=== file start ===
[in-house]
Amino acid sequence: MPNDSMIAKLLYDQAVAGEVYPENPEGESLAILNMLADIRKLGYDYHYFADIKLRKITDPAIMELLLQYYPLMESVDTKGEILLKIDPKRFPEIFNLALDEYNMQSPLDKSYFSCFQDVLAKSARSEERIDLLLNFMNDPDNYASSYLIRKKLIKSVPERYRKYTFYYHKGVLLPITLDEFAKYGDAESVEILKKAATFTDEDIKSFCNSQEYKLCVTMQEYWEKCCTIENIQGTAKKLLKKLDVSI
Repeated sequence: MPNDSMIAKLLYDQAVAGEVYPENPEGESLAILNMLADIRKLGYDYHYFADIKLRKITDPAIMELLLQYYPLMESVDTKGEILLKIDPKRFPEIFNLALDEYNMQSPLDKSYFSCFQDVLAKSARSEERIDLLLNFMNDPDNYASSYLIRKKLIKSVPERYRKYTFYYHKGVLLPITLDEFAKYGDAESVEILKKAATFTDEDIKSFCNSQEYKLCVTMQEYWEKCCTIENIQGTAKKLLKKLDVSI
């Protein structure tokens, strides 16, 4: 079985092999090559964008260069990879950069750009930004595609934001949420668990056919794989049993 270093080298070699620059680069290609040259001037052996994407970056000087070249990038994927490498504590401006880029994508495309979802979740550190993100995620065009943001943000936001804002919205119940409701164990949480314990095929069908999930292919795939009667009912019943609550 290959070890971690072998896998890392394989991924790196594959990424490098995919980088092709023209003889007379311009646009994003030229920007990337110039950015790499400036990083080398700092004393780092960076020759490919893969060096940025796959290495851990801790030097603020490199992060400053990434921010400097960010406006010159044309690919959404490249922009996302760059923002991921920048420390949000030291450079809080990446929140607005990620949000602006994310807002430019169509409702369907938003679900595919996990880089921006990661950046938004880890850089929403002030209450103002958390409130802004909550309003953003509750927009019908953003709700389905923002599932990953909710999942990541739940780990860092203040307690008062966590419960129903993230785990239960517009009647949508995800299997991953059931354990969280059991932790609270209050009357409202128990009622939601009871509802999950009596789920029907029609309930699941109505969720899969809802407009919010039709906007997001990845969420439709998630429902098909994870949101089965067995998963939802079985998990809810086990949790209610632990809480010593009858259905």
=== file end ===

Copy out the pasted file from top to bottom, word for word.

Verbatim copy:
[in-house]
Amino acid sequence: MPNDSMIAKLLYDQAVAGEVYPENPEGESLAILNMLADIRKLGYDYHYFADIKLRKITDPAIMELLLQYYPLMESVDTKGEILLKIDPKRFPEIFNLALDEYNMQSPLDKSYFSCFQDVLAKSARSEERIDLLLNFMNDPDNYASSYLIRKKLIKSVPERYRKYTFYYHKGVLLPITLDEFAKYGDAESVEILKKAATFTDEDIKSFCNSQEYKLCVTMQEYWEKCCTIENIQGTAKKLLKKLDVSI
Repeated sequence: MPNDSMIAKLLYDQAVAGEVYPENPEGESLAILNMLADIRKLGYDYHYFADIKLRKITDPAIMELLLQYYPLMESVDTKGEILLKIDPKRFPEIFNLALDEYNMQSPLDKSYFSCFQDVLAKSARSEERIDLLLNFMNDPDNYASSYLIRKKLIKSVPERYRKYTFYYHKGVLLPITLDEFAKYGDAESVEILKKAATFTDEDIKSFCNSQEYKLCVTMQEYWEKCCTIENIQGTAKKLLKKLDVSI
């Protein structure tokens, strides 16, 4: 079985092999090559964008260069990879950069750009930004595609934001949420668990056919794989049993 270093080298070699620059680069290609040259001037052996994407970056000087070249990038994927490498504590401006880029994508495309979802979740550190993100995620065009943001943000936001804002919205119940409701164990949480314990095929069908999930292919795939009667009912019943609550 290959070890971690072998896998890392394989991924790196594959990424490098995919980088092709023209003889007379311009646009994003030229920007990337110039950015790499400036990083080398700092004393780092960076020759490919893969060096940025796959290495851990801790030097603020490199992060400053990434921010400097960010406006010159044309690919959404490249922009996302760059923002991921920048420390949000030291450079809080990446929140607005990620949000602006994310807002430019169509409702369907938003679900595919996990880089921006990661950046938004880890850089929403002030209450103002958390409130802004909550309003953003509750927009019908953003709700389905923002599932990953909710999942990541739940780990860092203040307690008062966590419960129903993230785990239960517009009647949508995800299997991953059931354990969280059991932790609270209050009357409202128990009622939601009871509802999950009596789920029907029609309930699941109505969720899969809802407009919010039709906007997001990845969420439709998630429902098909994870949101089965067995998963939802079985998990809810086990949790209610632990809480010593009858259905």